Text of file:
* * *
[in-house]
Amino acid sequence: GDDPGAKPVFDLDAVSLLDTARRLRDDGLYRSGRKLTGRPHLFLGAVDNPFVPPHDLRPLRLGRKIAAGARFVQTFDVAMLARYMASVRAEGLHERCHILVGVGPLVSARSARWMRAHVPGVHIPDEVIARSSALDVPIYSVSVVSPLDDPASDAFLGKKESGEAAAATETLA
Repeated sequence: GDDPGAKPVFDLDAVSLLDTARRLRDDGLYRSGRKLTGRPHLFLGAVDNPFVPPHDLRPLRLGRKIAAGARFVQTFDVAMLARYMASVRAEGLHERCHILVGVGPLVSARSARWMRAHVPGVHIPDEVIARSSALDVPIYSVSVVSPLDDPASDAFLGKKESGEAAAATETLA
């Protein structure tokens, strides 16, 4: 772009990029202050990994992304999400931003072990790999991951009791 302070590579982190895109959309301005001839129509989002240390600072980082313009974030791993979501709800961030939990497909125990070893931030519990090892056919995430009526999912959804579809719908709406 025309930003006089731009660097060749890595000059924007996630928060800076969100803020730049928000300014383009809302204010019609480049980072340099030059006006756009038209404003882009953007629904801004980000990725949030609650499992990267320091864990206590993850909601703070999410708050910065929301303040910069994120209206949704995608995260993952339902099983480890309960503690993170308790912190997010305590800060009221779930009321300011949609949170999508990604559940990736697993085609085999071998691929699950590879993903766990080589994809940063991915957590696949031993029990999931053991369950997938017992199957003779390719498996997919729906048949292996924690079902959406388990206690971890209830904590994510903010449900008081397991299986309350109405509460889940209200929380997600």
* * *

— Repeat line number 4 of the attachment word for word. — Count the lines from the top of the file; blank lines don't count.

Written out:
């Protein structure tokens, strides 16, 4: 772009990029202050990994992304999400931003072990790999991951009791 302070590579982190895109959309301005001839129509989002240390600072980082313009974030791993979501709800961030939990497909125990070893931030519990090892056919995430009526999912959804579809719908709406 025309930003006089731009660097060749890595000059924007996630928060800076969100803020730049928000300014383009809302204010019609480049980072340099030059006006756009038209404003882009953007629904801004980000990725949030609650499992990267320091864990206590993850909601703070999410708050910065929301303040910069994120209206949704995608995260993952339902099983480890309960503690993170308790912190997010305590800060009221779930009321300011949609949170999508990604559940990736697993085609085999071998691929699950590879993903766990080589994809940063991915957590696949031993029990999931053991369950997938017992199957003779390719498996997919729906048949292996924690079902959406388990206690971890209830904590994510903010449900008081397991299986309350109405509460889940209200929380997600």